Lafarge SA (LG), the world’s second-biggest cement maker, reported fourth-quarter earnings that beat analyst estimates, helped by a rebound in revenue in some markets and the sale of assets in Honduras.
Net income rose to 213 million euros ($293 million) from 83 million euros a year earlier, the Paris-based company said in a statement today. Analysts had predicted a profit of 198 million euros, according to the average of five estimates compiled by Bloomberg. The sale of operations in Honduras contributed 172 million euros, the company said. The stock gained as much as 3.2 percent in Paris trading.
“We saw much more positive operational trends, accelerating compared to the third quarter while exchange rates continued to be adverse,” said Chief Executive Officer Bruno Lafont. “We will continue to apply the utmost discipline in capital allocation and our aim is to return to an investment grade this year.”
Lafont has been slashing costs, pushing sales of higher-margin products and services, and selling assets to repair a credit rating that has fallen one level below investment grade following a slump in European construction, political turmoil in the Middle East, and rising energy prices. The company today said demand is rising again.
Lafarge forecast that cement demand will grow by 2 percent to 5 percent this year in the markets where the company operates, led by the U.S. and emerging markets while Europe stabilizes. Cost inflation will slow “slighlty” to 3.8 percent this year, Lafont said on a conference call with journalists.
The stock gained as much as 1.69 euros to 54.29 euros and was up 2.5 percent as of 9:04 a.m., valuing the company at 15.5 billion euros.
Net debt shrank to 10.3 billion euros at the end of December from 11.3 billion euros a year earlier as the company sold 1.3 billion euros of assets, the cement maker said.
Lafont, who had aimed to bring borrowings below 10 billion euros at the end 2013, today reiterated a goal to cut debt below 9 billion euros at the end of 2014. The company sold 380 million euros of assets in recent weeks, including a stake in a gypsum business and aggregates assets in Maryland. The CEO said he’ll continue to make “selective” divestments.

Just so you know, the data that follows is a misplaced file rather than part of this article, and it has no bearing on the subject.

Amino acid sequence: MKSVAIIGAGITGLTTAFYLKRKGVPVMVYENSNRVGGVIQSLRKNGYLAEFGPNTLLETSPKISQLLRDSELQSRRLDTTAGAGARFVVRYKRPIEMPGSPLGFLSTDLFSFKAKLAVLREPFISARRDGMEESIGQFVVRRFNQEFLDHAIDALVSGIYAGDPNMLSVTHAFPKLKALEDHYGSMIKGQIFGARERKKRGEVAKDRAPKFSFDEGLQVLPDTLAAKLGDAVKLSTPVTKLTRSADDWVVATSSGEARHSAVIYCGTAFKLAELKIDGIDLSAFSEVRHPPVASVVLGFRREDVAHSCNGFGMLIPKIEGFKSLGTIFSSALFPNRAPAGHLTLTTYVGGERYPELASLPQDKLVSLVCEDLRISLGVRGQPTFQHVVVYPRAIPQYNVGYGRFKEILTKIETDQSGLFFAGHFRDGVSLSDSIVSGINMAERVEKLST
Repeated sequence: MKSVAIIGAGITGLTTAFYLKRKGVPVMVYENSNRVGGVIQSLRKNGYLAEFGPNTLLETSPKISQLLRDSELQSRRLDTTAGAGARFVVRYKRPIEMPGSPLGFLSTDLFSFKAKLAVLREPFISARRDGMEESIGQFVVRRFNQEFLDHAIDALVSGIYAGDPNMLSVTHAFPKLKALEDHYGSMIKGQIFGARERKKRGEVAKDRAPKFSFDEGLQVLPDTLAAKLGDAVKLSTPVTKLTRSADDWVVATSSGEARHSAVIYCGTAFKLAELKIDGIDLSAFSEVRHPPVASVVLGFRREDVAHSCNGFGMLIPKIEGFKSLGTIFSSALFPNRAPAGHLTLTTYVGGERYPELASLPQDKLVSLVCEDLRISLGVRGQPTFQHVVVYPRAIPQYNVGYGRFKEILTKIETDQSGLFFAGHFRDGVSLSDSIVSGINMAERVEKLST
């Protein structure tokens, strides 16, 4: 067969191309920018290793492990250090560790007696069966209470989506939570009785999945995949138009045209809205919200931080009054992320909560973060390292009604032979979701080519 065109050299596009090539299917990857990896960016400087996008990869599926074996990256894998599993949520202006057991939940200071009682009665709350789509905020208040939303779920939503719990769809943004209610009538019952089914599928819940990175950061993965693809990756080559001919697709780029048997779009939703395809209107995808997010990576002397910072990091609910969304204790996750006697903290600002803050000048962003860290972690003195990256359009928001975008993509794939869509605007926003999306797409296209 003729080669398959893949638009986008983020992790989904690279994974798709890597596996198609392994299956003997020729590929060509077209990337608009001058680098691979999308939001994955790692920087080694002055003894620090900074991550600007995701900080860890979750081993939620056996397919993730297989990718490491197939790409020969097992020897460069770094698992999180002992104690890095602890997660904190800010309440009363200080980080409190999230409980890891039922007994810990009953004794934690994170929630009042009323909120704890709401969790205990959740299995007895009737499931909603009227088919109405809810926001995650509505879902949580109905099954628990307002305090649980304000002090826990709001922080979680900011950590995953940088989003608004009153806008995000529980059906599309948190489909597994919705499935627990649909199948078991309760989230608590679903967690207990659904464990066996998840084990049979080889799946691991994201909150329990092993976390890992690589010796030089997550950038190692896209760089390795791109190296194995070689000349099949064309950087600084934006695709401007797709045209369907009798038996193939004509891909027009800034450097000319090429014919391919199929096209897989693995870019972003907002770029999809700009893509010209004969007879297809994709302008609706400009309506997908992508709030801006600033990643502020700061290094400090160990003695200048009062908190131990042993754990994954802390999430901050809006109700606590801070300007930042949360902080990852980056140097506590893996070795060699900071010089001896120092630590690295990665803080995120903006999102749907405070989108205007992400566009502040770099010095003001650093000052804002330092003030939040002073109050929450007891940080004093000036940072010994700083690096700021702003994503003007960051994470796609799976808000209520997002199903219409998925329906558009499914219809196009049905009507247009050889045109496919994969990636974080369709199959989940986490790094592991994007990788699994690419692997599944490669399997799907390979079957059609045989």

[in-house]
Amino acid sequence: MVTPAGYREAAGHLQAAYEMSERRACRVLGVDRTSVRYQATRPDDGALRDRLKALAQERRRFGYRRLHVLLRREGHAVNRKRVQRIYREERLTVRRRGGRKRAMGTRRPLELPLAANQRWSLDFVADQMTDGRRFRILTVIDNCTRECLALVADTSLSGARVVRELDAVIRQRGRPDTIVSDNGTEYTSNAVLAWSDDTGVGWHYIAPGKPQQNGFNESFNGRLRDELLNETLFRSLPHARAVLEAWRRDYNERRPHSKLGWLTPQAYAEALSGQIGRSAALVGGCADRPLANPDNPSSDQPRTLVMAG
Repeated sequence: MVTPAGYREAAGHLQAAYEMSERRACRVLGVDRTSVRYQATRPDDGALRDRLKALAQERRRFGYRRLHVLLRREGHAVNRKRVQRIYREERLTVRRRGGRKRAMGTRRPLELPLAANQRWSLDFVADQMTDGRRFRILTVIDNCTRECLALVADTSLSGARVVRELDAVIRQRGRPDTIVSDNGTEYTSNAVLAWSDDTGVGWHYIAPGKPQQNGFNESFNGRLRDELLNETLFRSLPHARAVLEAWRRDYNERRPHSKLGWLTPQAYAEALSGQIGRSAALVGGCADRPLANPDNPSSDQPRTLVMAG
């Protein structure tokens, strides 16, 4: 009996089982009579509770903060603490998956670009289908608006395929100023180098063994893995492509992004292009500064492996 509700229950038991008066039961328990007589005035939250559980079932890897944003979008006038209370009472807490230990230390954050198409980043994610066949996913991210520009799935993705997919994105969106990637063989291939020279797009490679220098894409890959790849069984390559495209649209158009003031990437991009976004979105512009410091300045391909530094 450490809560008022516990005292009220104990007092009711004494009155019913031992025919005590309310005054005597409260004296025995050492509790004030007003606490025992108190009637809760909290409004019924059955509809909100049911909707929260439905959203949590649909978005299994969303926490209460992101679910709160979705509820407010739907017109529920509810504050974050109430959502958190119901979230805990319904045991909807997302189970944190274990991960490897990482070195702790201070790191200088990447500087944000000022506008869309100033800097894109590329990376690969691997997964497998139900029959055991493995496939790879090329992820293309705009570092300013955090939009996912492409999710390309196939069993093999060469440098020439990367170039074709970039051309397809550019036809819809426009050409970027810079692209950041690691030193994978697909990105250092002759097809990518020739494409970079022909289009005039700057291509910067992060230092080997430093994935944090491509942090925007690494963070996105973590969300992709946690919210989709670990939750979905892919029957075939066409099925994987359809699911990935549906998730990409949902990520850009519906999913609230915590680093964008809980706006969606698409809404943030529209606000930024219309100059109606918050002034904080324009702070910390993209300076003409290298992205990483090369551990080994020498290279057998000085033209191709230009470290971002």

The cement maker proposed to pay a dividend of 1 euro per share this year, unchanged from last year.
Lafarge plans to invest 1.1 billion euros in maintenance and new capacities this year after spending 1.07 billion euros in 2013 to increase output in countries including India, Russia, the U.S. and Canada, the CEO said.
It’s also adding new capacities in the Philippines, Brazil and Algeria, Lafont said. The company also plans to add more than 10 million tons of cement capacities over four years in sub-Saharan nations where it already operates, such as Nigeria, Tanzania and Zambia, to take advantage of accelerating demand.
Lafarge’s earnings before interest, taxes, depreciation and amortization fell to 793 million euros in the fourth quarter from 844 million euros a year earlier, hurt by the stronger euro and weaker sales of carbon emission rights. Analysts polled by Bloomberg had forecast 846 million euros, the average of 7 estimates.
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